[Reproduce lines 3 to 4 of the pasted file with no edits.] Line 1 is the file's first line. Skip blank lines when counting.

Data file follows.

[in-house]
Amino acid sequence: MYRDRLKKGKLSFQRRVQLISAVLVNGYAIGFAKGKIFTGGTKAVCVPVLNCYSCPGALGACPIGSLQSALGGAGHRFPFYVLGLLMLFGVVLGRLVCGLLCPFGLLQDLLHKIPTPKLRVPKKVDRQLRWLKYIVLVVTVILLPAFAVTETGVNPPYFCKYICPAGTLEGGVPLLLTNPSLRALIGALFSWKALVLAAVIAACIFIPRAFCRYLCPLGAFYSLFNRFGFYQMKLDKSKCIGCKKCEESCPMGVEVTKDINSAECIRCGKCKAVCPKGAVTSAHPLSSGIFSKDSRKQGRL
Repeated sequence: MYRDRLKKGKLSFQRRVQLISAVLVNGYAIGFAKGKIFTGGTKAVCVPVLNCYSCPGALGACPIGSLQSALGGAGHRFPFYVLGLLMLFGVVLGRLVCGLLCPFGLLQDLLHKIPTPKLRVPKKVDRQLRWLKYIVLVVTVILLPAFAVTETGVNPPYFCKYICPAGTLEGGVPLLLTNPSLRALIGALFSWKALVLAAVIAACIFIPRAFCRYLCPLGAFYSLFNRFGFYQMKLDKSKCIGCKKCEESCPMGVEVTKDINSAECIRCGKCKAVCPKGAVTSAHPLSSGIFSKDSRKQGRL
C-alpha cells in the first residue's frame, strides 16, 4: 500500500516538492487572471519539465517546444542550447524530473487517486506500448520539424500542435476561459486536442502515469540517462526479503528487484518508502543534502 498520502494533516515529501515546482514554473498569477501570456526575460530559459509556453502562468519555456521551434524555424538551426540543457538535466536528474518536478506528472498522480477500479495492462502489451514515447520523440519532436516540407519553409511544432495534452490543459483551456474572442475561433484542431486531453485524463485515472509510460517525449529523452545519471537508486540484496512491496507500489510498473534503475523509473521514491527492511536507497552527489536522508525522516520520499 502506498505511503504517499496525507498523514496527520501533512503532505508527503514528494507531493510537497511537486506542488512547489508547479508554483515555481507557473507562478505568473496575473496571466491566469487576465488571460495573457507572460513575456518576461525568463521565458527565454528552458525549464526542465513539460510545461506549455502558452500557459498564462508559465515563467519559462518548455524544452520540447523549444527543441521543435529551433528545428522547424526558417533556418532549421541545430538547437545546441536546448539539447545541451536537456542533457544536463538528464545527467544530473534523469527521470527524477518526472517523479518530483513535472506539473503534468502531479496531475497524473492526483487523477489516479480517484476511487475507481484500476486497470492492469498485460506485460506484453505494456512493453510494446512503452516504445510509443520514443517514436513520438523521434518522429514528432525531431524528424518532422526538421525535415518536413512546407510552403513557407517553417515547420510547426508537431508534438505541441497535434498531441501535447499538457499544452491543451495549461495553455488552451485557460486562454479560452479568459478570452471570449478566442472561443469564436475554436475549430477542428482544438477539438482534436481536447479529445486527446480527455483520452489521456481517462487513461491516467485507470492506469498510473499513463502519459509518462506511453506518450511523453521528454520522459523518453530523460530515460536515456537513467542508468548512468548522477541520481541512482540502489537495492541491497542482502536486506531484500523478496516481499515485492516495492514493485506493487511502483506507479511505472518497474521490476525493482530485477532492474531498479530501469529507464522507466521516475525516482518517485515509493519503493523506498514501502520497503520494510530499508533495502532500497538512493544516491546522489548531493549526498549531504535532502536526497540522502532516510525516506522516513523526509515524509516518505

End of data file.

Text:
Repeated sequence: MYRDRLKKGKLSFQRRVQLISAVLVNGYAIGFAKGKIFTGGTKAVCVPVLNCYSCPGALGACPIGSLQSALGGAGHRFPFYVLGLLMLFGVVLGRLVCGLLCPFGLLQDLLHKIPTPKLRVPKKVDRQLRWLKYIVLVVTVILLPAFAVTETGVNPPYFCKYICPAGTLEGGVPLLLTNPSLRALIGALFSWKALVLAAVIAACIFIPRAFCRYLCPLGAFYSLFNRFGFYQMKLDKSKCIGCKKCEESCPMGVEVTKDINSAECIRCGKCKAVCPKGAVTSAHPLSSGIFSKDSRKQGRL
C-alpha cells in the first residue's frame, strides 16, 4: 500500500516538492487572471519539465517546444542550447524530473487517486506500448520539424500542435476561459486536442502515469540517462526479503528487484518508502543534502 498520502494533516515529501515546482514554473498569477501570456526575460530559459509556453502562468519555456521551434524555424538551426540543457538535466536528474518536478506528472498522480477500479495492462502489451514515447520523440519532436516540407519553409511544432495534452490543459483551456474572442475561433484542431486531453485524463485515472509510460517525449529523452545519471537508486540484496512491496507500489510498473534503475523509473521514491527492511536507497552527489536522508525522516520520499 502506498505511503504517499496525507498523514496527520501533512503532505508527503514528494507531493510537497511537486506542488512547489508547479508554483515555481507557473507562478505568473496575473496571466491566469487576465488571460495573457507572460513575456518576461525568463521565458527565454528552458525549464526542465513539460510545461506549455502558452500557459498564462508559465515563467519559462518548455524544452520540447523549444527543441521543435529551433528545428522547424526558417533556418532549421541545430538547437545546441536546448539539447545541451536537456542533457544536463538528464545527467544530473534523469527521470527524477518526472517523479518530483513535472506539473503534468502531479496531475497524473492526483487523477489516479480517484476511487475507481484500476486497470492492469498485460506485460506484453505494456512493453510494446512503452516504445510509443520514443517514436513520438523521434518522429514528432525531431524528424518532422526538421525535415518536413512546407510552403513557407517553417515547420510547426508537431508534438505541441497535434498531441501535447499538457499544452491543451495549461495553455488552451485557460486562454479560452479568459478570452471570449478566442472561443469564436475554436475549430477542428482544438477539438482534436481536447479529445486527446480527455483520452489521456481517462487513461491516467485507470492506469498510473499513463502519459509518462506511453506518450511523453521528454520522459523518453530523460530515460536515456537513467542508468548512468548522477541520481541512482540502489537495492541491497542482502536486506531484500523478496516481499515485492516495492514493485506493487511502483506507479511505472518497474521490476525493482530485477532492474531498479530501469529507464522507466521516475525516482518517485515509493519503493523506498514501502520497503520494510530499508533495502532500497538512493544516491546522489548531493549526498549531504535532502536526497540522502532516510525516506522516513523526509515524509516518505